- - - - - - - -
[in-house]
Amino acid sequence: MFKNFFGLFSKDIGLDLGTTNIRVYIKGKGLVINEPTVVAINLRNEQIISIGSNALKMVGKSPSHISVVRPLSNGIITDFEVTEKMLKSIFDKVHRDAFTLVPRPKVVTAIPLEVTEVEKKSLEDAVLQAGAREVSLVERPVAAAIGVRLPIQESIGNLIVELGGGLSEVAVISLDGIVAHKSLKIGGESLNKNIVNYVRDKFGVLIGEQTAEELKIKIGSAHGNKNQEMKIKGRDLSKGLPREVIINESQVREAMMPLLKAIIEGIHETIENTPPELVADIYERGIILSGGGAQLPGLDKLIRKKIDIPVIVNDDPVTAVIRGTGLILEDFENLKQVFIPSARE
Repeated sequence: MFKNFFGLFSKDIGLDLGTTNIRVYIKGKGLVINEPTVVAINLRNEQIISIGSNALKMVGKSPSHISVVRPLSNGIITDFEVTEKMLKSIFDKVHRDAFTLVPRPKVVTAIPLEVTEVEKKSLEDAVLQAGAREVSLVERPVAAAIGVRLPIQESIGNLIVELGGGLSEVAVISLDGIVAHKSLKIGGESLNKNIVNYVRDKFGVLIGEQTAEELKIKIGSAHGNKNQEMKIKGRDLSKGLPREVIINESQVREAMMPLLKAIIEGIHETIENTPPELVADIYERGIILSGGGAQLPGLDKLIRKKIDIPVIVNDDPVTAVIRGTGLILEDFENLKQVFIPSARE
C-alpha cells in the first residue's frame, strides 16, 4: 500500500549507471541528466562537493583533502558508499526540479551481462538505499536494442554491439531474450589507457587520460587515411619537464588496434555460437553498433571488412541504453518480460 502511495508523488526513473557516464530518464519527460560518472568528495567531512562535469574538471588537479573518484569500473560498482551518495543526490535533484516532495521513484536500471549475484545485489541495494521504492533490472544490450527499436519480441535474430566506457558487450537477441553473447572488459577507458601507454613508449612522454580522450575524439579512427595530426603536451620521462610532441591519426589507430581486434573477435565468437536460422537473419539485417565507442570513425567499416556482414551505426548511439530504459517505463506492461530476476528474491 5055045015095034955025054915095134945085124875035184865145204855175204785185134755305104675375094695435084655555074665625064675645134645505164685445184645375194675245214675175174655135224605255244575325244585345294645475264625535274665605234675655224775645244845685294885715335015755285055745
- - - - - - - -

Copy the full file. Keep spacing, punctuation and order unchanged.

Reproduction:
[in-house]
Amino acid sequence: MFKNFFGLFSKDIGLDLGTTNIRVYIKGKGLVINEPTVVAINLRNEQIISIGSNALKMVGKSPSHISVVRPLSNGIITDFEVTEKMLKSIFDKVHRDAFTLVPRPKVVTAIPLEVTEVEKKSLEDAVLQAGAREVSLVERPVAAAIGVRLPIQESIGNLIVELGGGLSEVAVISLDGIVAHKSLKIGGESLNKNIVNYVRDKFGVLIGEQTAEELKIKIGSAHGNKNQEMKIKGRDLSKGLPREVIINESQVREAMMPLLKAIIEGIHETIENTPPELVADIYERGIILSGGGAQLPGLDKLIRKKIDIPVIVNDDPVTAVIRGTGLILEDFENLKQVFIPSARE
Repeated sequence: MFKNFFGLFSKDIGLDLGTTNIRVYIKGKGLVINEPTVVAINLRNEQIISIGSNALKMVGKSPSHISVVRPLSNGIITDFEVTEKMLKSIFDKVHRDAFTLVPRPKVVTAIPLEVTEVEKKSLEDAVLQAGAREVSLVERPVAAAIGVRLPIQESIGNLIVELGGGLSEVAVISLDGIVAHKSLKIGGESLNKNIVNYVRDKFGVLIGEQTAEELKIKIGSAHGNKNQEMKIKGRDLSKGLPREVIINESQVREAMMPLLKAIIEGIHETIENTPPELVADIYERGIILSGGGAQLPGLDKLIRKKIDIPVIVNDDPVTAVIRGTGLILEDFENLKQVFIPSARE
C-alpha cells in the first residue's frame, strides 16, 4: 500500500549507471541528466562537493583533502558508499526540479551481462538505499536494442554491439531474450589507457587520460587515411619537464588496434555460437553498433571488412541504453518480460 502511495508523488526513473557516464530518464519527460560518472568528495567531512562535469574538471588537479573518484569500473560498482551518495543526490535533484516532495521513484536500471549475484545485489541495494521504492533490472544490450527499436519480441535474430566506457558487450537477441553473447572488459577507458601507454613508449612522454580522450575524439579512427595530426603536451620521462610532441591519426589507430581486434573477435565468437536460422537473419539485417565507442570513425567499416556482414551505426548511439530504459517505463506492461530476476528474491 5055045015095034955025054915095134945085124875035184865145204855175204785185134755305104675375094695435084655555074665625064675645134645505164685445184645375194675245214675175174655135224605255244575325244585345294645475264625535274665605234675655224775645244845685294885715335015755285055745